Merry Christmas and ‘hayeren khoseer’

It’s not always easy to pass on ethnic traditions in a melting pot—but it’s worth the effort


Diane Ghazarian-Hardy


Reader Essay It’s bad enough kids hear the repeated rules of life’s road: "Look both ways before you cross," "Don’t talk to strangers," and the beloved "Eat your vegetables." Add to that an ethnically trademarked phrase in our home, "Hayeren khoseer," and you could qualify to join the Child Naggers of America Club.

Two words: First generation. Speaking Armenian was always strictly enforced in my childhood home, and while I used to roll my eyes when I was told to "hayeren khoseer," or speak Armenian, I’m better for it now. My second generation husband, Jim, and I are passing that along to our kids, whether they like it or not.

My late father, an Armenian immigrant born in Greece, relocated with his family to the Middle East, while my mother’s Armenian family relocated during the Holy Wars. They arrived in the United States separately with little money, a few tired suitcases and a wealth of cultural richness. Soon, they began to dip their reluctant fingers into America’s melting pot—while vowing to raise children who would know and appreciate the rich culture of a people who had barely survived history.

How could I be the last member of my family to learn that culture? How could I be the one to defy my ailing medz mama, who, at the birth of my first child and her fifth great-grandchild, implored me (in Armenian, of course) to "Teach your children well and never lose sight of the nation of which you came."

I haven’t. I try to keep the traditions alive by sharing not only the burdens, but also the fun of our culture. My fondest childhood memories are of Armenian Christmas, celebrated across the world on Jan. 6. Our family would attend church then eat a big dinner of shish kebab, monti (a dumpling dish in a savory soup), rice pilaf, stuffed grape leaves, lahmajou (Armenian meat pizza), lavash (flatbread), string cheese, nuts and dried fruit.

I’m certain we were the only kids on the block who were exposed to that much dried fruit. But I’m also certain we were the only ones who opened gifts in January around an Armenian tree decorated with white doves, roses and gold ribbons, then gathered to sing the Armenian rendition of "Silent Night" with Dad on his mandolin.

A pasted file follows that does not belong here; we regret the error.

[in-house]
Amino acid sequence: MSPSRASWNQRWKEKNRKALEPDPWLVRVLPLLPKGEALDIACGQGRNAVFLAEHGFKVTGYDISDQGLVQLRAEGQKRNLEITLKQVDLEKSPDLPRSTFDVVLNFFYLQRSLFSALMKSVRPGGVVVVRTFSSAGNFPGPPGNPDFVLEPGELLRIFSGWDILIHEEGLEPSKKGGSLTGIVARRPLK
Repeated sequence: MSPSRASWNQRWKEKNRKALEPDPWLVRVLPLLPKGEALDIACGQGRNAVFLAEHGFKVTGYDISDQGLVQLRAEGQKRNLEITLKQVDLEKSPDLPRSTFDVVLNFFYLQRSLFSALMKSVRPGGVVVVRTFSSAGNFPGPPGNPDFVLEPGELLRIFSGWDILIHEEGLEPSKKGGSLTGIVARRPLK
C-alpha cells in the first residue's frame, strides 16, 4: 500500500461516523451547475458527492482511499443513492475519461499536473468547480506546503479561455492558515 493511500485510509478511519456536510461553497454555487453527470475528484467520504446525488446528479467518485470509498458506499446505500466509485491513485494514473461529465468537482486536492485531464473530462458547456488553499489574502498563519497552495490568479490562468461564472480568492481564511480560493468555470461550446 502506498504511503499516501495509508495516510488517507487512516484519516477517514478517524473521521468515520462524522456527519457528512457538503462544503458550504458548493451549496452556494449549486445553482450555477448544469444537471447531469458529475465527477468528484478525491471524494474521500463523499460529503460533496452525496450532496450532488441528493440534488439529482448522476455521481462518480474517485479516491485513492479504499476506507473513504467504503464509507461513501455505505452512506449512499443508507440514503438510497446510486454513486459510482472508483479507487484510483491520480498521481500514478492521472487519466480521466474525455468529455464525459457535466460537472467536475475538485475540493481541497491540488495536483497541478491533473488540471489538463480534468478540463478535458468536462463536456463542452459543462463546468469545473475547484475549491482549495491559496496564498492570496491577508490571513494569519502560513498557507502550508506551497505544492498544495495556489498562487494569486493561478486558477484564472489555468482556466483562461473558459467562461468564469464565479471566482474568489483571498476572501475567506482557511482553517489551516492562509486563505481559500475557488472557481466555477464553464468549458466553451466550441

Now, with my children gathered around our dove-adorned tree, I try to pass on not only the traditions, but the feelings that go with them. Love. The security that comes from knowing where you belong. I want that for my children as we dive ever deeper into the melting pot.

Growing up, we would join the "Big Fat Greek Wedding"-style hordes of Armenian cousins, aunts, uncles and grandparents at a relative’s house to break bread. Gagant Baba (Santa Claus) would strut in with his jingle-belled red suit, overworked cotton beard, sunglasses and white gloves and roar in Armenian, "Have you all been good this year?"

To receive your gift you had to kiss Gagant Baba’s hand. It’s been 35 years since this tradition started, but Gagant Baba still comes each year to hand out gifts to a new generation of Armenians, including my children and their many cousins.

In a bow to the melting pot, our children celebrate twice—with modest gifts on Christmas morning and again on Jan. 6. So there are plusses to living a bicultural life. But sometimes it’s tough.

For me, the toughest was attending Armenian school. From age 4, armed only with a backpack and a droopy lunch, I unwillingly attended school for the sixth day in a row. Nose pressed against the window of my parents’ brown-paneled station wagon, I would conjure an ailment en route to the dingy Chicago school. It never worked, but years later, it did make fine dinner party conversation at my expense.

Today, my daughter, Natalie, 8, is attending the new Glenview school for her fifth year. She can write, speak and read Armenian and has never developed any Armenian-related illnesses. Our son David, 4, moaned about a stomach ache once. Like mother, like son. The kids now enjoy Armenian cooking lessons, art, music, history, religion and language studies. Aren, 2, too young for school, bonds with his dad on Saturdays. Right now, he understands only Armenian—the language we speak at home.

Bottom line: It’s important. Assimilation is scary. The generations before us passed down centuries of wisdom, saying, "We fought for our Christianity and our culture." The Turks, during the 1915 Armenian genocide, tried to strip our nation’s identity. My grandmother lost her entire family overnight as she hid in a closet when they stormed her mother’s workplace. The Turks wiped out entire Armenian villages, drove 1.5 million people into the desert without food or water and committed unthinkable acts.

Hitler later used the Armenians as a justification of his campaign against the Jews. "Who now even remembers the Armenians of 1915?" he asked.

Does this one-liner define the root of my—and our—determination? You bet.

Time has passed, but my husband’s and my passion for our Armenian culture has not. And, it seems, we have managed to instill the beginnings of that same passion in our children.

Last summer, I was sweeping the garage when I overheard our young neighbor Lia tell Natalie, "I go to Greek school. It’s hard, but everyone in my family knows Greek; I have to learn it, too."

Natalie replied, "It’s not fair we have to go to school on Saturdays, but it’s different from American school, and I guess … well, I guess it’s all right."

It’s better than all right. But that’s a start.

Diane Ghazarian-Hardy is a wife, mother of three bilingual children and a marketing consultant from the Northwest suburbs.


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